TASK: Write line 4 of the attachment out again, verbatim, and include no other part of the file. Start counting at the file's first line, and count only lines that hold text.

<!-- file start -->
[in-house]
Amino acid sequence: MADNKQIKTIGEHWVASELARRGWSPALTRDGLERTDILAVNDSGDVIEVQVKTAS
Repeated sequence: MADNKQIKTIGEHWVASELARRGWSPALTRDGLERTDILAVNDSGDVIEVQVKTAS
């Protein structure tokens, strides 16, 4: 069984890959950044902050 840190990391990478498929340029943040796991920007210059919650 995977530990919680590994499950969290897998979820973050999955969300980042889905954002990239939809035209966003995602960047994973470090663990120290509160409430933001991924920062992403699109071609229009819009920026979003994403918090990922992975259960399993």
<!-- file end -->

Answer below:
């Protein structure tokens, strides 16, 4: 069984890959950044902050 840190990391990478498929340029943040796991920007210059919650 995977530990919680590994499950969290897998979820973050999955969300980042889905954002990239939809035209966003995602960047994973470090663990120290509160409430933001991924920062992403699109071609229009819009920026979003994403918090990922992975259960399993």